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06:29
151 179

3 rules to spark learning

It took a life-threatening condition to jolt chemistry teacher Ramsey Musallam out of ten years of “pseudo-teaching” to understand the true role of the educator: to cultivate curiosity. In a fun and personal talk, Musallam gives 3 rules to spark imagination and learning, and get students excited about how the world works.
15:55
117 619

This computer will grow your food in the future

What if we could grow delicious, nutrient-dense food, indoors anywhere in the world? Caleb Harper, director of the Open Agriculture Initiative at the MIT Media Lab, wants to change the food system by connecting growers with technology. Get to know Harper's "food computers" and catch a glimpse of what the future of farming might look like.
15:35
115 338

Peter Reinhart on bread

Batch to batch, crust to crust ... In tribute to the beloved staple food, baking master Peter Reinhart reflects on the cordial couplings (wheat and yeast, starch and heat) that give us our daily bread. Try not to eat a slice.
14:37
93 978

The line between life and not-life

In his lab, Martin Hanczyc makes "protocells," experimental blobs of chemicals that behave like living cells. His work demonstrates how life might have first occurred on Earth ... and perhaps elsewhere too.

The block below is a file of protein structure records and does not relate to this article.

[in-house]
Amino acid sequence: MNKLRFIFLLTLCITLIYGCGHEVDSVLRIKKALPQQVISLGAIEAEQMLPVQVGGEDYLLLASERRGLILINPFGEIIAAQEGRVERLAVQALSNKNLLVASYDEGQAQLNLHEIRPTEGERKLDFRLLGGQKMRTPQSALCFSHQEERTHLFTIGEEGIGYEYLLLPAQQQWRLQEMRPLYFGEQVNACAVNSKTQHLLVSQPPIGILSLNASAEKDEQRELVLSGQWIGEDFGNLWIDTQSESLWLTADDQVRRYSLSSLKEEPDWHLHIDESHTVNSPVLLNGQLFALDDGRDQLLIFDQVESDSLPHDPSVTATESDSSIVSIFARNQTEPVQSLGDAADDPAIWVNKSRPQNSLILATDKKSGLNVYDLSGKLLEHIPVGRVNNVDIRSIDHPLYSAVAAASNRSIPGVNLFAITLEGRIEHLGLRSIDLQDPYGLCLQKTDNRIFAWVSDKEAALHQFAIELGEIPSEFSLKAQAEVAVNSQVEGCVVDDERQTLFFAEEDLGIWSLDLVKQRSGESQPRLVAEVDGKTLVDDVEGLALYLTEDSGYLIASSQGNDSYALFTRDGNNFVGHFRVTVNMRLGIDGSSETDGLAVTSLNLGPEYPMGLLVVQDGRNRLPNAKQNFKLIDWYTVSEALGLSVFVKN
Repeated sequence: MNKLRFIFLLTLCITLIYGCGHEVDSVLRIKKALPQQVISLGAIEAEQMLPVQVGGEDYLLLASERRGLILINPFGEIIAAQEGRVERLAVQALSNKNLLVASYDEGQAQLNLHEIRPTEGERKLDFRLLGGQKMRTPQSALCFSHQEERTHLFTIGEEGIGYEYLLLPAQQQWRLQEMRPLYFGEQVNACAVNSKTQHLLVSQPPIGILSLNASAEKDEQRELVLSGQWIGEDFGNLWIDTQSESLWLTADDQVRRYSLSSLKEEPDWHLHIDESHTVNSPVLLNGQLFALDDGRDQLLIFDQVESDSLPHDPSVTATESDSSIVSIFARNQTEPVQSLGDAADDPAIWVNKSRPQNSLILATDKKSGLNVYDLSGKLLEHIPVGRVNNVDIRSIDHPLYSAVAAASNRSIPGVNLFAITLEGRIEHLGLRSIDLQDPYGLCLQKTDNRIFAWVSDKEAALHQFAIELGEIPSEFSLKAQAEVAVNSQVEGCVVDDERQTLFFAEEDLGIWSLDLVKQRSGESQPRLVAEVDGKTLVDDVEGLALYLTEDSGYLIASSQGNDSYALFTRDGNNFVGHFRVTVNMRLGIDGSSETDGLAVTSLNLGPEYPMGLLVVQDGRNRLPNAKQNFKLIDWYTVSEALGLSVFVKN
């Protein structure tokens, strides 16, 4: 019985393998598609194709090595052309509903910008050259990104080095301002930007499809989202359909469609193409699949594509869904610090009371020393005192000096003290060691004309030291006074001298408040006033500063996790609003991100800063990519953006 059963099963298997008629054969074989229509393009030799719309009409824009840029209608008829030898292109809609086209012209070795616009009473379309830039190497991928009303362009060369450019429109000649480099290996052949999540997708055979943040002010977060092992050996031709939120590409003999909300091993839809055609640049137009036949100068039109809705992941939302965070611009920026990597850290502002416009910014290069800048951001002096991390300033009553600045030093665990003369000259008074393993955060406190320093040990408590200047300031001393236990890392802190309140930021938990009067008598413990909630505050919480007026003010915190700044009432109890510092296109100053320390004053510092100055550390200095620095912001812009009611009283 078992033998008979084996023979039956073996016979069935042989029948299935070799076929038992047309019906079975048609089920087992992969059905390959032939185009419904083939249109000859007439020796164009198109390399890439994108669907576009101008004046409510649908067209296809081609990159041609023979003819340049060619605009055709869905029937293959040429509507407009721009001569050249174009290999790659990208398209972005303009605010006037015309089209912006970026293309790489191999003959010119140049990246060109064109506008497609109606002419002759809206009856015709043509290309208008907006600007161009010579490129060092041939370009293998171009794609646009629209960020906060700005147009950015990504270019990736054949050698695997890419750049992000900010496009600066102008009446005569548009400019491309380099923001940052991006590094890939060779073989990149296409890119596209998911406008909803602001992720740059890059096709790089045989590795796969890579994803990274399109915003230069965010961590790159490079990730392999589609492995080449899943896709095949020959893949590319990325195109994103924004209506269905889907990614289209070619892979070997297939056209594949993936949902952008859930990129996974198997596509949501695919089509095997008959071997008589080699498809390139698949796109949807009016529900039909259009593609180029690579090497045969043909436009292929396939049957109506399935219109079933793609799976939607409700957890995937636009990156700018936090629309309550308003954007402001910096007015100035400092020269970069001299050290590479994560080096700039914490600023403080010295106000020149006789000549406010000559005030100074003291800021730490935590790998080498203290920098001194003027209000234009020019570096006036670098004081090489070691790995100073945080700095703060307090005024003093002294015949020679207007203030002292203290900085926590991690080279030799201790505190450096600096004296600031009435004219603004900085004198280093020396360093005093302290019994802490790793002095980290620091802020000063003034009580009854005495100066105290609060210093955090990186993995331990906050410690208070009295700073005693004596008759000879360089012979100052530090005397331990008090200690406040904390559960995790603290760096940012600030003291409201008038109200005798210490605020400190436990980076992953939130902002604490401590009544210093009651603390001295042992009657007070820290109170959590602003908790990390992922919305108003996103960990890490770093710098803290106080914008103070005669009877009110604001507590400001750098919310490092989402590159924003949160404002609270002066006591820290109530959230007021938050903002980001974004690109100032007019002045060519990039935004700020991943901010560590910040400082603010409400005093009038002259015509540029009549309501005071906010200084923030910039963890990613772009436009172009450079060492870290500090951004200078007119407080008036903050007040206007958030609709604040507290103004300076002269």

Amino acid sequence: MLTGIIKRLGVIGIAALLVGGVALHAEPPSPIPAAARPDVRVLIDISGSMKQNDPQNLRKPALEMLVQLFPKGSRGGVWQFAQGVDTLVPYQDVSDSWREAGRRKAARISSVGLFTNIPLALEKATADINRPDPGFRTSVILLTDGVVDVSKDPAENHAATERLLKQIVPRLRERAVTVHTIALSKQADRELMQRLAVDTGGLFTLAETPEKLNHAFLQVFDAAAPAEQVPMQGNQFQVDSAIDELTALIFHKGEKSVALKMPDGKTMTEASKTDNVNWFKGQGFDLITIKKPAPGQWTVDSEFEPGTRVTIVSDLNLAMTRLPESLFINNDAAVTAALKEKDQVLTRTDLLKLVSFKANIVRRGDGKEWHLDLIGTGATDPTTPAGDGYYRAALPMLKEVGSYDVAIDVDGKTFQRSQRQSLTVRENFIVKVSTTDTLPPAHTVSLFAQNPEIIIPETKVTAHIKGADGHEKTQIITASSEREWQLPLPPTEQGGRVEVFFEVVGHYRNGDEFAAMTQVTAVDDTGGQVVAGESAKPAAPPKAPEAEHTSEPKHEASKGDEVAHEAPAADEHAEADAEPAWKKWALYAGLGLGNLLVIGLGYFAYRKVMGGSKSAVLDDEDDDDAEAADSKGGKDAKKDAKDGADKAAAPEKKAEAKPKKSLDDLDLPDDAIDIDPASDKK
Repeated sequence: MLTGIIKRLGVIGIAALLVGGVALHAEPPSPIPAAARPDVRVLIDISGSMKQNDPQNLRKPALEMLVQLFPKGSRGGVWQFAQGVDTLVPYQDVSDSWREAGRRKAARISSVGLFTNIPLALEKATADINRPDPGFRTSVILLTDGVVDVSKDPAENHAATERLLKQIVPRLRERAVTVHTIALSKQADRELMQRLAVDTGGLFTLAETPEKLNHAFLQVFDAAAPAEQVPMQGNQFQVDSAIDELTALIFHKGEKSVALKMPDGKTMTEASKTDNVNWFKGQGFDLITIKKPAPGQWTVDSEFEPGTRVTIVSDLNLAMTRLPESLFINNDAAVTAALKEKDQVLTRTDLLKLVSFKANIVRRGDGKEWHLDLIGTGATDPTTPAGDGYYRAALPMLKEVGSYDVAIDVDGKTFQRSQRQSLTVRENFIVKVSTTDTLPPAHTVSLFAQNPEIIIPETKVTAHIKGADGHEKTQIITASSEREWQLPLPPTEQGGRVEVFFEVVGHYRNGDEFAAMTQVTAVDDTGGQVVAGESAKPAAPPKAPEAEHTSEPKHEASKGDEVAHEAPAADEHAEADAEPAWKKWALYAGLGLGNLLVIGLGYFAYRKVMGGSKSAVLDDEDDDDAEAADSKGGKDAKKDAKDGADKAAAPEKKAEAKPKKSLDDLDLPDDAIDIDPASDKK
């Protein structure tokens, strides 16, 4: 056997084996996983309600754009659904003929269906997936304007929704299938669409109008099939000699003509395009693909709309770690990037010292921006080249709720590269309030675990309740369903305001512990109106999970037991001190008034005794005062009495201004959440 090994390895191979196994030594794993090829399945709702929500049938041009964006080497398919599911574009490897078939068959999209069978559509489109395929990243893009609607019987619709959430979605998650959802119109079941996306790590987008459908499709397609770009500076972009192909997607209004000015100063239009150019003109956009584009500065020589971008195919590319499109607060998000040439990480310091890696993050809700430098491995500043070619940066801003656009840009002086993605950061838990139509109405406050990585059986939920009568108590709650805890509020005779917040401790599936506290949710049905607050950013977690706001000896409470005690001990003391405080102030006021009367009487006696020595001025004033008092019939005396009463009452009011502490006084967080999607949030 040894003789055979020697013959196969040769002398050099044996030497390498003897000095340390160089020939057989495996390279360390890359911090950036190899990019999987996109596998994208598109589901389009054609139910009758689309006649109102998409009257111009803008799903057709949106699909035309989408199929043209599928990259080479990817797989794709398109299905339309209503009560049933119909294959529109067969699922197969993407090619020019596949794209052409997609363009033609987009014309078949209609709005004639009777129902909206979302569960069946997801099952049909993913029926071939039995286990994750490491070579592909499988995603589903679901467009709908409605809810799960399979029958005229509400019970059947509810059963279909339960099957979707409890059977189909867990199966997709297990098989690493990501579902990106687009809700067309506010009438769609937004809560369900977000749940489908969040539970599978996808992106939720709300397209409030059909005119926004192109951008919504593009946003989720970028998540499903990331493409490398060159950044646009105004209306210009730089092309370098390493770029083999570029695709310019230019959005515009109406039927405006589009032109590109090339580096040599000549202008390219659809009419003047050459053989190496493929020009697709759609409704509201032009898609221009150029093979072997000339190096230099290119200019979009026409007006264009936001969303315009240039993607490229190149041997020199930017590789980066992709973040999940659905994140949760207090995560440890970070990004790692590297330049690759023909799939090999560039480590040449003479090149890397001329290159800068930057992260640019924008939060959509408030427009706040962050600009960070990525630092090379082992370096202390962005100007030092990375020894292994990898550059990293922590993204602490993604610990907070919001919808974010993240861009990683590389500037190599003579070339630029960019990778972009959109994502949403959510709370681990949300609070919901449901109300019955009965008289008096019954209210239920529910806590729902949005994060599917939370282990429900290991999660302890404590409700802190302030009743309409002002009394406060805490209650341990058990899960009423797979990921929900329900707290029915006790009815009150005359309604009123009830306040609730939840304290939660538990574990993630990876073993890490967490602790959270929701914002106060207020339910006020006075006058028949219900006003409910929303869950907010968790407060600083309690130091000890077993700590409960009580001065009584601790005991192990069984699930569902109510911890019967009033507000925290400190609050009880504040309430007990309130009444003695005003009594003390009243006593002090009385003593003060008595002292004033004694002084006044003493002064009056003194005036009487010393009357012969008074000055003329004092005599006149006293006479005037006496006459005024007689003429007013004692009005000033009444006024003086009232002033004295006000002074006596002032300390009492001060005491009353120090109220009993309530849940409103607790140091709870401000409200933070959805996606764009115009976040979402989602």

03:06
63 041

Print your own medicine

Chemist Lee Cronin is working on a 3D printer that, instead of objects, is able to print molecules. An exciting potential long-term application: printing your own medicine using chemical inks.
12:59
62 102

Could the sun be good for your heart?

Our bodies get Vitamin D from the sun, but as dermatologist Richard Weller suggests, sunlight may confer another surprising benefit too. New research by his team shows that nitric oxide, a chemical transmitter stored in huge reserves in the skin, can be released by UV light, to great benefit for blood pressure and the cardiovascular system. What does it mean? Well, it
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12:43
43 255

We can start winning the war against cancer

Learn about the latest advances in the war against cancer from Stanford researcher Adam de la Zerda, who's working on some cutting-edge techniques of his own. Using a remarkable imaging technology that illuminates cancer-seeking gold particles injected into the body, de la Zerda's lab hopes to light the way for surgeons to remove even the tiniest trace of deadly
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17:09
41 968

How spectroscopy could reveal alien life

Garik Israelian is a spectroscopist, studying the spectrum emitted by a star to figure out what it's made of and how it might behave. It's a rare and accessible look at this discipline, which may be coming close to finding a planet friendly to life.
06:01
40 637

A young inventor's plan to recycle Styrofoam